Harness has saved my bacon before. Also in that incident, I would have been screwed without the string (tether) tying the top of a climbing stand to the bottom part, as the bottom part was left hanging when the cotter pin came out: So, to summarize, these are important/imperative:
1. Use a harness, use a harness, use a harness - always, with a climbing or strap-on stand. And obviously, use the harness on the way up and the way down as well - not just when you're up in the stand. The time most prone to falling is moving up or down, or getting into out out of the stand, in the case of a strap-on stand. Once you get above 5-6 feet off the ground, the harness needs to be around the tree.
2. With a climber, tie top to bottom.
3. Carry a spare cotter pin (of course, with a locking mechanism of some sort) in your fanny pack or pocket (I didn't have a spare, but I made my field repair by substituting a little screw-in tree gear hanger hook as my "cotter pin" for securing the cable on the bottom of the climbing stand, to get down).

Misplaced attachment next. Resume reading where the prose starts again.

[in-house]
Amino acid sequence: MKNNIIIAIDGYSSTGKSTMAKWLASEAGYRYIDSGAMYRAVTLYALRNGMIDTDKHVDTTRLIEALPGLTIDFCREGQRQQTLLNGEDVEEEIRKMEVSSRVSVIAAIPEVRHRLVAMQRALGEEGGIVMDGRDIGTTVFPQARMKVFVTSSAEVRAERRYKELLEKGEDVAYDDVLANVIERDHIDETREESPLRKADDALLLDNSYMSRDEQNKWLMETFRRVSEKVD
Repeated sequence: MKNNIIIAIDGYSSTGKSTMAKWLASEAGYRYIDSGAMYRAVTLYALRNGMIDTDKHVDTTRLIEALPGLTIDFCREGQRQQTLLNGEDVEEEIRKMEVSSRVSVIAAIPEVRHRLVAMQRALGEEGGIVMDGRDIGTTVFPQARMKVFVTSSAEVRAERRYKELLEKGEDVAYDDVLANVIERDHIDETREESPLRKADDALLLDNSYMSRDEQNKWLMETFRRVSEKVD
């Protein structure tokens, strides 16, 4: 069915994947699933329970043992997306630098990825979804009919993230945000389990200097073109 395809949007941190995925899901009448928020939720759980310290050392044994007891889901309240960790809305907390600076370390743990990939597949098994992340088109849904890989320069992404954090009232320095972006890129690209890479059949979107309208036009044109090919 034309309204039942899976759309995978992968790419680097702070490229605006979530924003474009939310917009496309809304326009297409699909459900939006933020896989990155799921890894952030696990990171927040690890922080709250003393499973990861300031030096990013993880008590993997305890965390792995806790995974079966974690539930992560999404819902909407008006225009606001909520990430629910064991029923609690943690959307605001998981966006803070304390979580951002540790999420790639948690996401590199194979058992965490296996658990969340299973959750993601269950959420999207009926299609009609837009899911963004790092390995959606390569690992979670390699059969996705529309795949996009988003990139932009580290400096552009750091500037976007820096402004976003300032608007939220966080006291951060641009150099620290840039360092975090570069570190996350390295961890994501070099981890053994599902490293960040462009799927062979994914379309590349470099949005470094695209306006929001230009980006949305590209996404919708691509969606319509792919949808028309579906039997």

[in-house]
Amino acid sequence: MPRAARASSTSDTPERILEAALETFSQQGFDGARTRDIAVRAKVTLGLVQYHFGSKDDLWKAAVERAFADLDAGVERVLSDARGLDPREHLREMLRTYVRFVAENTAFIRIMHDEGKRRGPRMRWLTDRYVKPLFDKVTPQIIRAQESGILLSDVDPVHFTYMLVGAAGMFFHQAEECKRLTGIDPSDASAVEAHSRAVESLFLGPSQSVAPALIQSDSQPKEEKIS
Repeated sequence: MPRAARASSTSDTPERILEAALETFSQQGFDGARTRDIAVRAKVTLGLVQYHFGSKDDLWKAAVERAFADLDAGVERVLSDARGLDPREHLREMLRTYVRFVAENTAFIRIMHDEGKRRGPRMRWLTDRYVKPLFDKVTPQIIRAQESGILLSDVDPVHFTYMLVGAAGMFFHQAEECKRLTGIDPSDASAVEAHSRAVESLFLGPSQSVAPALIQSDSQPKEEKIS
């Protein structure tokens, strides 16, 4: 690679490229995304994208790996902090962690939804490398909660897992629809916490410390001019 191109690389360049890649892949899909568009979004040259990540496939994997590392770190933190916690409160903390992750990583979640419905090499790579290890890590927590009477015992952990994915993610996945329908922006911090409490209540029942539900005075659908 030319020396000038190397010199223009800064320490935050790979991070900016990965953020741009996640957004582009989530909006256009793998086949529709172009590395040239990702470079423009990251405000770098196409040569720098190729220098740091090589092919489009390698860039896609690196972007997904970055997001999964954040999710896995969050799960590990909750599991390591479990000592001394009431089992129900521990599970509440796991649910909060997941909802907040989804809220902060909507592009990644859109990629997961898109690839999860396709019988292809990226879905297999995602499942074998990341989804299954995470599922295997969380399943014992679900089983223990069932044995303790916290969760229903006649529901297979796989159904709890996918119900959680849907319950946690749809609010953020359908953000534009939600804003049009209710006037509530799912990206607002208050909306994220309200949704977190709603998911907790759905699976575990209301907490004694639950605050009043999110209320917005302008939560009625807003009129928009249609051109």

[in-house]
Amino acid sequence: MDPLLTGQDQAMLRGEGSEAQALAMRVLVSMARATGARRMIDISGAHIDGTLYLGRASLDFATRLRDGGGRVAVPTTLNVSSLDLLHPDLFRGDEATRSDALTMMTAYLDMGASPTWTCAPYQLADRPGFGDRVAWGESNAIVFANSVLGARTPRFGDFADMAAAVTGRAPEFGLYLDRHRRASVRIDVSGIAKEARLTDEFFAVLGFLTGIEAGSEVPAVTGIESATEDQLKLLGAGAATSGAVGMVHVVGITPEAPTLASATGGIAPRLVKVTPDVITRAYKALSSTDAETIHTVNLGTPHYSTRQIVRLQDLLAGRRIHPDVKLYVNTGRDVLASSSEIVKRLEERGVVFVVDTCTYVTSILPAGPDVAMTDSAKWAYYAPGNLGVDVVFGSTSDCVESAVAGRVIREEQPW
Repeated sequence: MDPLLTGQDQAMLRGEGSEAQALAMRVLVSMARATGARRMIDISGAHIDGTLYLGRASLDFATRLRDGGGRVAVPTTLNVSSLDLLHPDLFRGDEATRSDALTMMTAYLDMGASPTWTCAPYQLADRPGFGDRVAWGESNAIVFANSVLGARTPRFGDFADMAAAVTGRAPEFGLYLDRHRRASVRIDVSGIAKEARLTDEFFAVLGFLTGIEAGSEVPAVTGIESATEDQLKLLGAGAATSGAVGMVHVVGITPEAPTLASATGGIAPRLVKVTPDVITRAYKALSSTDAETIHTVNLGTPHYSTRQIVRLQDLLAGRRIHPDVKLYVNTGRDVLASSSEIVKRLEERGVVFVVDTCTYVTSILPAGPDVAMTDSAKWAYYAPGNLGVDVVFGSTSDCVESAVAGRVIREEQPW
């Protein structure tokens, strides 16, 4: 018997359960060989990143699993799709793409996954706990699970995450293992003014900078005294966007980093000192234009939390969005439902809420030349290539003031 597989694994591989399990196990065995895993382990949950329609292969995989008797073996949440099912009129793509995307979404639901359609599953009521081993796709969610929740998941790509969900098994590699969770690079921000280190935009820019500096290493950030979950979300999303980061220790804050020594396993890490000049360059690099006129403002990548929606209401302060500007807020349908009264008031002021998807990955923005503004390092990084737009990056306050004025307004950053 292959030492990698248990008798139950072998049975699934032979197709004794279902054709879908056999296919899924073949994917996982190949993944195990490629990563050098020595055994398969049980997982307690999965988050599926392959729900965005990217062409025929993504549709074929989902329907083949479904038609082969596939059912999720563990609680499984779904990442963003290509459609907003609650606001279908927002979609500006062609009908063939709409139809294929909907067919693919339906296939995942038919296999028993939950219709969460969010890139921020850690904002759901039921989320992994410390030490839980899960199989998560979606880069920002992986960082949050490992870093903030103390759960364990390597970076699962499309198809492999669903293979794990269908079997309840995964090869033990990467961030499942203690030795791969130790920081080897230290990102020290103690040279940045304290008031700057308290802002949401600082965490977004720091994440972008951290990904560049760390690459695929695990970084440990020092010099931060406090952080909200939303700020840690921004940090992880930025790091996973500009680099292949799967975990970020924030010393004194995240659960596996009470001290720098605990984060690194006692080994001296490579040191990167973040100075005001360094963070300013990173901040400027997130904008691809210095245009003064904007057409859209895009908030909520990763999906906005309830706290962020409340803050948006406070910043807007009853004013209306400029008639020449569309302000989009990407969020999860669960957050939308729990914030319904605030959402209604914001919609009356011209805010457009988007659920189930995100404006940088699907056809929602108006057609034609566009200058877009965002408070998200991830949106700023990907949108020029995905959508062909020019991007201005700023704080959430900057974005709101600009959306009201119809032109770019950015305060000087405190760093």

4. Carry a cell phone on you if you have a signal at all where you hunt.
5. Wouldn't hurt to carry a whistle too, preferably around your neck.
6. Let your buddies know at least approximately where you are going to be hunting with your climber (and when).
7. Carry a knife so that you can cut yourself out of the harness if necessary. Falling to the ground and risking injury that way is better than hanging there freezing to death. Knife needs to be accessible, so something like a kneck knife or sheathed belt fixed blade is preferred.
8. If you're clumsy and/or out of shape, you might want to just use a blind and forget about the tree stand. Safety first.
9. Replace all nylon straps at LEAST every 2 years (every other year), but if you have a lot of wind and rain, then every year is preferable.
As tragic as it is, if you could get your parapalegic victim acquaintance on video to present to the kids, that would help drive the point home a lot - something like a recorded video statement if possible. If not, then a picture of him in his wheelchair along with a written statement from him would help. May his suffering help others avoid suffering.